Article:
Dream Catchers with Paige Hemmis

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Dream Catchers with Paige Hemmis


Paige and I teamed up to craft Dream Catchers! Paige wanted to honor her heritage and I wanted to help Ava, my 4 yr old daughter, to use them when she’s had a nightmare. Dream Catchers originated from traditional Native American beliefs that they represent a spider’s web perfectly round with a hole in the center. Some tribes believe a dream catcher will snare the bad or evil parts of a dream, while the good is allowed to flow through center hole. Other tribes believe the opposite, that the web will catch the good and filter away the bad. No matter how you make them, be sure you include the feathers! It’s believed the good flows down the feathers to the one who’s dreaming. Hung freely above a bed, a dream catcher will surely inspire all who sleep under it!


  • 10” or 14” Metal ring – you can make it as large or small as you like
  • Yarn (5mm)
  • Lace fabric
  • Leather cord
  • Feathers – a must!
  • Beads
  • Fabric and ribbon cut into 1″ strips
  • Scissors
  • Tape
  • Yarn sewing needle

Instructions For Paige’s Dream Catcher:

  1. Wrap yarn around the metal ring until the ring is completely covered, trim yarn and tie off ends
  2. Cut a square of fabric to fill center of ring
  3. Lay the ring on top of the fabric, tape the ring to the fabric to hold in place
  4. Thread the needle with yarn and attach the fabric to the ring by sewing 1″ stitches spaced about 1” apart – the stitches will look like triangles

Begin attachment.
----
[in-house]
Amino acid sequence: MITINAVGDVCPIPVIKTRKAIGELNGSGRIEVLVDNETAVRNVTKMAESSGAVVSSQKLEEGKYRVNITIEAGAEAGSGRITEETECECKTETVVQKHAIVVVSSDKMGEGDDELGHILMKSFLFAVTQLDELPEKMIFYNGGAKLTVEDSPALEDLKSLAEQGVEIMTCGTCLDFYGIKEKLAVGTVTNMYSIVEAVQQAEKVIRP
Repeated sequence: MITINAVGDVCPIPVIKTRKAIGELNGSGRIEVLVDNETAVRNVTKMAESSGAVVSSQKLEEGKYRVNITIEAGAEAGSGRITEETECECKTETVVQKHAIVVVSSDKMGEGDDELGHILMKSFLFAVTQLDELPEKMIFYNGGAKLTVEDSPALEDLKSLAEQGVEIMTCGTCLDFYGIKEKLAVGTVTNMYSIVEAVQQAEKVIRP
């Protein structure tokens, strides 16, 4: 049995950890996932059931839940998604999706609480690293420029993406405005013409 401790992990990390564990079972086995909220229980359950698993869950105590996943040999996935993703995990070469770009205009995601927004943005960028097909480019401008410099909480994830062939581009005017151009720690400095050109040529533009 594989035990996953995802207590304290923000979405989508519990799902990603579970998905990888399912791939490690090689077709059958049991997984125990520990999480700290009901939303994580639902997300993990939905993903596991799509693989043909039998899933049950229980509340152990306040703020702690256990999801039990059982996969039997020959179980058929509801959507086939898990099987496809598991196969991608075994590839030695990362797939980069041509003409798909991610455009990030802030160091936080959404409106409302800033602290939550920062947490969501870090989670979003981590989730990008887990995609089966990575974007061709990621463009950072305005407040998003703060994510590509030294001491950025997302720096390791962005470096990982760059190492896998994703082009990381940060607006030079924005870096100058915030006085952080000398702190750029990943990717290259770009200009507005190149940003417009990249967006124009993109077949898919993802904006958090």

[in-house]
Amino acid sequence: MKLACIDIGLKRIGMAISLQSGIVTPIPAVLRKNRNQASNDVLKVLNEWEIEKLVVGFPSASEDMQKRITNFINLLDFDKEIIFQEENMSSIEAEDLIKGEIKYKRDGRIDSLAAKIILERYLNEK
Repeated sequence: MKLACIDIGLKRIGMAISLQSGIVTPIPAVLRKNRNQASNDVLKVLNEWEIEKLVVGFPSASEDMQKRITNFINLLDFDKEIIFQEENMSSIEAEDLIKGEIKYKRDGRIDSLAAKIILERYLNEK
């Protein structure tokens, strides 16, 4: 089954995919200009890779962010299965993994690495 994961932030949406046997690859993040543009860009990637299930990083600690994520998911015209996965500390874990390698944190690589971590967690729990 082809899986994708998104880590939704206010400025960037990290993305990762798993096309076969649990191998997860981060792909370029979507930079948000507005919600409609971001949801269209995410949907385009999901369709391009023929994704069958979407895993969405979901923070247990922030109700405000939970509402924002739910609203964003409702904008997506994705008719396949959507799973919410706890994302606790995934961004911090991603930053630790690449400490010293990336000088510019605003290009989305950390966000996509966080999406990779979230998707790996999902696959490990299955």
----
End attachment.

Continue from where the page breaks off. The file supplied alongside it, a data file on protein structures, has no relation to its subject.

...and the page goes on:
5. Tie off the yarn, trim ends, cut away excess fabric and remove tape
  6. Tie strips of fabric and ribbon to what you decide is the bottom of the ring
  7. Add feathers and beads to varying lengths of leather cord or yarn, tie to what you decide is the bottom of the ring
  8. Tie a loop using the leather cord at the top for hanging

Instructions For Tanya’s Dream Catcher:

  1. To create a web pattern, knot one end of the yarn to the metal ring – the knot needs to be pretty tight so the yarn holds in place
  2. Wrap the yarn around the metal ring on the opposite side – again, use a lot of tension and I found the yarn stayed in place just fine if I wrapped the yarn around the ring a few times before drawing it across for the next length
  3. Continue Step 2 with the same yarn or with an additional color or style yarn – the web can be as dense as you like!
  4. Once your web is to your liking, tie off the yarn and trim the ends
  5. Thread beads onto varying lengths leather cord or yarn and tie onto what you designate is the bottom of the ring
  6. Fill in with additional fabric and ribbon pieces.
  7. Attach feathers to yarn or leather cord and tie onto the ring
  8. Create a leather cord hanging loop at the top


  • When sewing the fabric in Paige’s version, stitches any closer than 1″ make it difficult to attach the strips of fabric and ribbon at the bottom
  • For my version, I found if I was bringing the yarn across the ring on top, it held in place much more easily if the next length was drawn across from underneath the hoop – feel free to play around and find a method that works to your liking
  • You can also use branches as your hoop, just soak them in water so they bend into a circle – secure in a circle shape with floral wire
  • Embroidery hoops also work well, and they’re super cost efficient since they’re actually a 2 for 1!


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